Where are the Pelvic Floor Muscles? How to Find and Feel Your Pelvic Floor

Where are  pelvic floor muscles?

We can’t see them with the naked eye because they sit inside the body. This is one reason why it’s often challenging to find and feel your pelvic floor muscles.

Read on now to learn how to: Pelvic floor muscles

  • Find your pelvic floor
  • Feel your pelvic floor exercises
  • Find the pelvic floor muscles for women
  • Find the pelvic floor muscles for men
  • Know the difference in pelvic floor muscles between women and men

Where are pelvic floor muscles is by Pelvic Floor Physiotherapist Michelle Kenway. Michelle is the author of Inside Out, the internationally acclaimed guide to pelvic floor exercises.

For more information and PDF download please scroll down this page.

Pelvic Floor Safe Exercise Saver Pack

Inside Out Strength Saver Pack Download

Inside Out eBook and exercise workout video both available in this cost effective saver pack (download or hardcopy format).

Inside Out eBook and exercise video pack helps you:

  • Lose weight and maintain body weight
  • Safely strengthen and tone
  • Understand unsafe exercises to avoid
  • Choose pelvic floor safe exercises
  • Strengthen your pelvic floor
  • Increase your lean muscle
  • Improve your bone health

1. How to Find your Pelvic Floor

The pelvic floor sits in and around where you sit at the base (lower opening of the pelvis).

Your pelvic floor is a hammock-like structure of tissues bound together and it consists of pelvic floor muscles, blood vessels, nerves and strong connective tissues.

The external genital sex organs in men (penis and scrotum) and women (vulva i.e. labia, clitoris and vaginal entrance) lie below (outside) the pelvic floor. In contrast the important organs called the pelvic organs (bladder, uterus, rectum and anal canal) all sit above the pelvic floor. The pelvic floor has an opening in both men and women through which the urine tube, vagina and back passage pass through.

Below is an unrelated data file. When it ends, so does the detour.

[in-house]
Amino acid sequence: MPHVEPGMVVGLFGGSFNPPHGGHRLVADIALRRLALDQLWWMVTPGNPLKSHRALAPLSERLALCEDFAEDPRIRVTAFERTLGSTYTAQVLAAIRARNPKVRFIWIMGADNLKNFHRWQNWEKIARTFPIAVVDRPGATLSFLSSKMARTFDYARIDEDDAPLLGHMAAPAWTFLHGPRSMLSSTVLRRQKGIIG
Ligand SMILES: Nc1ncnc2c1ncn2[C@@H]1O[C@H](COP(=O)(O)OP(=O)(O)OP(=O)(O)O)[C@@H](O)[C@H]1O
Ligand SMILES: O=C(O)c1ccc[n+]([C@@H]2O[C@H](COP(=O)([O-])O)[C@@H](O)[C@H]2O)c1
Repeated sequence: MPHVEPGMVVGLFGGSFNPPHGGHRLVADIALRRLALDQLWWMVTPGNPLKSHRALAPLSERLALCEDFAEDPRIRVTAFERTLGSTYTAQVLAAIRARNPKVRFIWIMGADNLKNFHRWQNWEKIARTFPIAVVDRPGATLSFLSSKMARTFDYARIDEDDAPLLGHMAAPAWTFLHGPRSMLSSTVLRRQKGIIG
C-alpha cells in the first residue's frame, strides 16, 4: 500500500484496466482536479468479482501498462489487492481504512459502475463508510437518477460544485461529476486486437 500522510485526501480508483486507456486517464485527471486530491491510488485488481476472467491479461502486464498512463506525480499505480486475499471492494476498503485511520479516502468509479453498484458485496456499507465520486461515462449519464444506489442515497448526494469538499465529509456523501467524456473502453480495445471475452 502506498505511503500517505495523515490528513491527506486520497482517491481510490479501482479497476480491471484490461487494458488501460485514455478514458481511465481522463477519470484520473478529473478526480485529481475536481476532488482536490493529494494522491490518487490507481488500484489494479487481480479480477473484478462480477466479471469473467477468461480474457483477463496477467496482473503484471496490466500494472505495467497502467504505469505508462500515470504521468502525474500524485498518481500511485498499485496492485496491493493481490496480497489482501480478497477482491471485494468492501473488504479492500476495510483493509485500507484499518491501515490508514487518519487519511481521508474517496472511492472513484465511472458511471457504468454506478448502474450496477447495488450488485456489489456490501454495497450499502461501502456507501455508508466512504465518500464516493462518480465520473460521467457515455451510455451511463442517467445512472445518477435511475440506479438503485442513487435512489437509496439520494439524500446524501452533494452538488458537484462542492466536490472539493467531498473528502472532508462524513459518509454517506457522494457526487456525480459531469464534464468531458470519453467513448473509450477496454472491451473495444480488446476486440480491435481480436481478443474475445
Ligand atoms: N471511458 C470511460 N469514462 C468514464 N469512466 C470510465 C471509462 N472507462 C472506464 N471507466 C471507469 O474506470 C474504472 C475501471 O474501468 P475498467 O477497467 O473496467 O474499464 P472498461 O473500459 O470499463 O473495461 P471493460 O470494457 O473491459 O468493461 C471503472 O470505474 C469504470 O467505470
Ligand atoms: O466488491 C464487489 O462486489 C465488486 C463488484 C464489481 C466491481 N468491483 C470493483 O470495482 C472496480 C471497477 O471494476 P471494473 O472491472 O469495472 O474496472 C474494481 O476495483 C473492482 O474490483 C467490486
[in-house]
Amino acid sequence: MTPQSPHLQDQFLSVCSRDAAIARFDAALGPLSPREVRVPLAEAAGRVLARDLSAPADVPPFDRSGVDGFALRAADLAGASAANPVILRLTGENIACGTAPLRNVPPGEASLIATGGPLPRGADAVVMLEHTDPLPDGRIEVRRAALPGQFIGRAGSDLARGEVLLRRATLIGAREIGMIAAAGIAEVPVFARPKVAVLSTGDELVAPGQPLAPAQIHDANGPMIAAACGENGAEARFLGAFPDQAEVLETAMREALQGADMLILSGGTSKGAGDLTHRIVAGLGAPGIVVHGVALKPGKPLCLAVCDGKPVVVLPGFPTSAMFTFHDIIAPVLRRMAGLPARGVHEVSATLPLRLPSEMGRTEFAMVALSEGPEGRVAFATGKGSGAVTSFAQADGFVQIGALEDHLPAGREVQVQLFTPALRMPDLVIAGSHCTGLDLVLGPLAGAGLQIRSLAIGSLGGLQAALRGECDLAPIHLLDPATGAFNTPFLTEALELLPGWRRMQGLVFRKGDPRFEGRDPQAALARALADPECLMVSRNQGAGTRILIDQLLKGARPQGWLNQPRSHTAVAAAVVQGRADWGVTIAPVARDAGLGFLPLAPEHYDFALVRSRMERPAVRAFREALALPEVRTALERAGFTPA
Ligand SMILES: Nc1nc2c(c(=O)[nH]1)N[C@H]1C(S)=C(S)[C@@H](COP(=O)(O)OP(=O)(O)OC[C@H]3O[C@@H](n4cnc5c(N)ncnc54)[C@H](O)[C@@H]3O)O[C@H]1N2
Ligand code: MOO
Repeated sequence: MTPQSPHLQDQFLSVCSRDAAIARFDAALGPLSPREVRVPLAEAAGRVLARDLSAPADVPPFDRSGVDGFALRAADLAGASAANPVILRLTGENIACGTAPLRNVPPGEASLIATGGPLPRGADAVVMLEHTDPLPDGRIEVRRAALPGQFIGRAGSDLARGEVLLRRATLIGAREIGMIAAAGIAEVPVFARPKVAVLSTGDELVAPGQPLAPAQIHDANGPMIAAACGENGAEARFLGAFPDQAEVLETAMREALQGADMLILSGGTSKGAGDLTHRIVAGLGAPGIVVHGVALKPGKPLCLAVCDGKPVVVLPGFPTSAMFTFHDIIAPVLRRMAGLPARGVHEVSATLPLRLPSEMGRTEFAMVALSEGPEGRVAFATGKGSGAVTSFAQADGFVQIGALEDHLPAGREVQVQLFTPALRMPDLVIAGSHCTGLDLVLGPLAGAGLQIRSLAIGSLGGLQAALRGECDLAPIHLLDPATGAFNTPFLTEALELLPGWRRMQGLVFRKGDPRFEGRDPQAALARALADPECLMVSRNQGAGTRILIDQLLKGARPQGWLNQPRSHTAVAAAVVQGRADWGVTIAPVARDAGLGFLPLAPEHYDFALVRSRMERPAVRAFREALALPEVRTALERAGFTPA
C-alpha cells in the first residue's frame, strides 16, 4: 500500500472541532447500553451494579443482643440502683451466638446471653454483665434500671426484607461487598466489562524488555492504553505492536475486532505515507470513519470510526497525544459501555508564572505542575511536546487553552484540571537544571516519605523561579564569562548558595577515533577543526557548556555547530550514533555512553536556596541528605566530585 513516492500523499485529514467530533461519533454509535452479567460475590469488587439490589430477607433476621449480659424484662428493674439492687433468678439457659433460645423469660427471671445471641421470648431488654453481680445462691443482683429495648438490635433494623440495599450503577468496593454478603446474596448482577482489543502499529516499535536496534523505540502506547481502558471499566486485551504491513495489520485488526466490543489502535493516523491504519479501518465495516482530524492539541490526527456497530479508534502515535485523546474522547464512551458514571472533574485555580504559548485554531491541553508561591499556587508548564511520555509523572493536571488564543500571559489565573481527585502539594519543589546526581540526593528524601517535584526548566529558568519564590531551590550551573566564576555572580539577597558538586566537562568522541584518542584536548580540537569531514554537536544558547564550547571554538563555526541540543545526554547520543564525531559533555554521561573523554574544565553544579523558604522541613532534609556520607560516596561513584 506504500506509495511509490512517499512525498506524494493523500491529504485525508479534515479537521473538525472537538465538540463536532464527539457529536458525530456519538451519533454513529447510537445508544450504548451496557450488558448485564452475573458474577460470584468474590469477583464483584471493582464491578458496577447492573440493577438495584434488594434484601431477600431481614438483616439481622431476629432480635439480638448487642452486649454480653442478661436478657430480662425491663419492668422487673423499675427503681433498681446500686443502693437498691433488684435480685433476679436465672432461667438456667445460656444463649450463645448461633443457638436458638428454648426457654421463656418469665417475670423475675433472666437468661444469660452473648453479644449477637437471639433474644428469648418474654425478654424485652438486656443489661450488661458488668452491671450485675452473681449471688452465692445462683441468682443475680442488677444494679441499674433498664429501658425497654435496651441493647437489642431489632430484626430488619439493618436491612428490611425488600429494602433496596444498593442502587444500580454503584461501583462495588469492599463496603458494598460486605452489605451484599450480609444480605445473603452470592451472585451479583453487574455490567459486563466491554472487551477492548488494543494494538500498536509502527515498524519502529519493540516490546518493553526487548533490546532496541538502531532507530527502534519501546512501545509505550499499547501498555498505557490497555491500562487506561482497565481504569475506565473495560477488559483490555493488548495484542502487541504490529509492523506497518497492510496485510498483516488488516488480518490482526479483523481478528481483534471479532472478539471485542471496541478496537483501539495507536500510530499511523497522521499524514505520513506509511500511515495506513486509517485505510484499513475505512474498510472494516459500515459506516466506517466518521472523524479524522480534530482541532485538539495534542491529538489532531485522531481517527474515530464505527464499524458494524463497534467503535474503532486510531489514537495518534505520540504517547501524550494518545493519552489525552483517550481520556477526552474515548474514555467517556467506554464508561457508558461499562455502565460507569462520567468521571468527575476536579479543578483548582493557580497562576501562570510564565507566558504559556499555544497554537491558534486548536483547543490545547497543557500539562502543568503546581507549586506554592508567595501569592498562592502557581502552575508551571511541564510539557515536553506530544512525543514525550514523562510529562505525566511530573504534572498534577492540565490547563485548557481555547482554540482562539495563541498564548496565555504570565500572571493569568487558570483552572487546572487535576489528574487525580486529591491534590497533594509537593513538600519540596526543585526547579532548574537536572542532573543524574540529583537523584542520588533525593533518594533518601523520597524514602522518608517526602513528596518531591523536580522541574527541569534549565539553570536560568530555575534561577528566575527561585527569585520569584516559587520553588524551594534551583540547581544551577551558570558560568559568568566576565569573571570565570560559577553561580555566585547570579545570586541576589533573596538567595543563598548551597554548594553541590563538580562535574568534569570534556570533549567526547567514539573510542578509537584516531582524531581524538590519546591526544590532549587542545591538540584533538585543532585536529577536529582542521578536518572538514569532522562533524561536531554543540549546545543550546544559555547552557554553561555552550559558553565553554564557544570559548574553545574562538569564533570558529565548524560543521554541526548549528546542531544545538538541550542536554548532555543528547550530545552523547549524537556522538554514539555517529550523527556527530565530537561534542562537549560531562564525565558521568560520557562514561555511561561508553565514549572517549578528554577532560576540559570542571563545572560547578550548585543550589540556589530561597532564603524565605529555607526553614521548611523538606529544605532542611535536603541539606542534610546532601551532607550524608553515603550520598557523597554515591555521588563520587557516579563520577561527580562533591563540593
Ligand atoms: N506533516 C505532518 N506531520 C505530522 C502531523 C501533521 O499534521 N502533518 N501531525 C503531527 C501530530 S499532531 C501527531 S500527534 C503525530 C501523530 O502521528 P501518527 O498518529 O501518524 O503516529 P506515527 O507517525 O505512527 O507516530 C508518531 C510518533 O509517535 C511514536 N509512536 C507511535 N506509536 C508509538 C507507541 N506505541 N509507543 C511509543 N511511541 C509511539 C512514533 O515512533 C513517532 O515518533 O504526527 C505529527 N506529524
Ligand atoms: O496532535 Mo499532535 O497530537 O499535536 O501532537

2. Where are Pelvic Floor Muscles?

pelvic floor exercises

The pelvic floor muscles are positioned at the base or the lowest opening of the pelvis in and around where most people sit.

The pelvic muscles are positioned like a mini trampoline that slings across the area where you sit. They run from the pubic bone at the front, to the lower part of the tail bone at the back and from side to side between the sit bones.

The pelvic floor muscles are positioned in layers in the floor of the pelvis. This position can make them vulnerable to strain and injury, especially in women. Pelvic floor exercises can help women alleviate some pelvic floor problems such as incontinence or prolapse symptoms.

3. Where are Pelvic Floor Muscles in Women?

These techniques can assist women find their pelvic floor muscles:

  • When emptying the bladder try to stop or slow the stream. Do this only to help identify the pelvic floor and not as a regular exercise. Do not practice this on a regular basis, once a week is sufficient. Do not perform this technique if you suffer from bladder emptying problems.